My job later took us to Lithuania, Romania, and Latvia where Mauricio attended English-speaking kindergarten. We continued speaking Spanish and German to him at home and he naturally picked up English in kindergarten as well as words and phrases of the respective languages of the countries we lived in. By the age of four, Mauricio spoke English better than German or Spanish since English was his surrounding language.

Nearly a year after the birth of our second child in Latvia, we returned to Germany. Again this posed another language dilemma for our family. How would we continue with Mauricio’s English if he attended German schools? Originally, I planned to continue cultivating his English by switching from German to English with him. However, he was having problems with German grammar. Since the correct use of grammatical cases and tenses is of great importance for comprehensibility in German, at times his speech was unintelligible even to me.

Currently and for the past few years it has been intensively discussed in the German media whether children with an immigrant background should learn more German because children without a proper command of the German language experience greater disadvantages when attending school. Because of all these reasons, I decided to abandon the idea of speaking English to our son in order to focus on his German. Nevertheless, I continue reading to him in English and we watch movies and cartoons in English. He understands them very well and is able to tell me what happened in the movie afterwards. When we have English-speaking guests, he is quickly able to adapt to the situation and communicates in English.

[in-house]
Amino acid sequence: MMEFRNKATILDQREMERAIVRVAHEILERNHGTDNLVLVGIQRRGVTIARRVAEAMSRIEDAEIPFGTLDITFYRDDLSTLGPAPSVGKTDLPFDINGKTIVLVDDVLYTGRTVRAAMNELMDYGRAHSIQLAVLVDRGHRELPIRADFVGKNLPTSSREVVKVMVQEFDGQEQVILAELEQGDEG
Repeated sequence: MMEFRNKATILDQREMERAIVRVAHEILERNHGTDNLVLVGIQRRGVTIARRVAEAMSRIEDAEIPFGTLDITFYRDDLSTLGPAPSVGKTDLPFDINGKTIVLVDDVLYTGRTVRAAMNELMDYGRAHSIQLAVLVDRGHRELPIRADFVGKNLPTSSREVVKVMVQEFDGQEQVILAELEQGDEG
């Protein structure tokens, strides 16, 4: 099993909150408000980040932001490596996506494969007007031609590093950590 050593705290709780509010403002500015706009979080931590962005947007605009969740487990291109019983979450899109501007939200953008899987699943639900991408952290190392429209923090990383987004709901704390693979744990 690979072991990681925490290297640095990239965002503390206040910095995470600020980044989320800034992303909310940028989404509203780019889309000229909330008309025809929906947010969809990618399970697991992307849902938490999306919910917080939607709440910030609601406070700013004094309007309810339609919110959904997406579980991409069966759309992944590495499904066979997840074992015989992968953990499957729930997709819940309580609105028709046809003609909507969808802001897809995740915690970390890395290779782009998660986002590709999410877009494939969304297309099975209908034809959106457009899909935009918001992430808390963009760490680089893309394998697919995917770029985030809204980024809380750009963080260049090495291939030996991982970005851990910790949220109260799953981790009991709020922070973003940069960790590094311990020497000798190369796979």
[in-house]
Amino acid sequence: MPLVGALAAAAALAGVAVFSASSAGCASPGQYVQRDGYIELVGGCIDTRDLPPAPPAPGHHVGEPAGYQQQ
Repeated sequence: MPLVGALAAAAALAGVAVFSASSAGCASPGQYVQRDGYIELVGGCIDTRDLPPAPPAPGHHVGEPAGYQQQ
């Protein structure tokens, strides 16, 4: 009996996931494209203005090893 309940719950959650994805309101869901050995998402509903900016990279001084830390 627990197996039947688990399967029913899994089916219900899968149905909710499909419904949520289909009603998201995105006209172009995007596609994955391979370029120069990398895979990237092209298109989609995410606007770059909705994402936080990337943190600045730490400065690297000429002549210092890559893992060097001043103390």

In the end, our once multilingual child is growing up bilingual at the moment as multilingualism posed its own set of difficulties when we returned to Germany. My wife continues speaking with both children in Spanish and I continue with German. Our family language however has changed from Spanish to German. Because the dominant language around them is now German, the children speak to each other in German.

Over the years, these languages can change, depending on the circumstances as they already have in our family and did over the course of my own life. What I notice remains constant is how much the surrounding language impacts the other languages. For me, it was always the surrounding language which had the greatest impact on my language fluency growing up. I know that the gift of language is one of the greatest I can give my kids which is why it has been a central issue for our family.

© 2010 – 2013, Alexander Reuss. All rights reserved.

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Alexander Reuss was born in the former Soviet Union and raised in Germany, Peru and the United States. He has lived with his family in many countries in South America, Eastern Europe and the Caucasus for his job as a Hydro Engineer. He is married to a Peruvian wife and raising his two children in German, Spanish and some English.

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1 Comment
  1. CommentsBruno Rodrigues   |  Friday, 03 December 2010 at 6:17 pm

    Great article Alex! I always remember you theories about languages and kids! Congrats to you, your family, and for Steph for the web site!!!!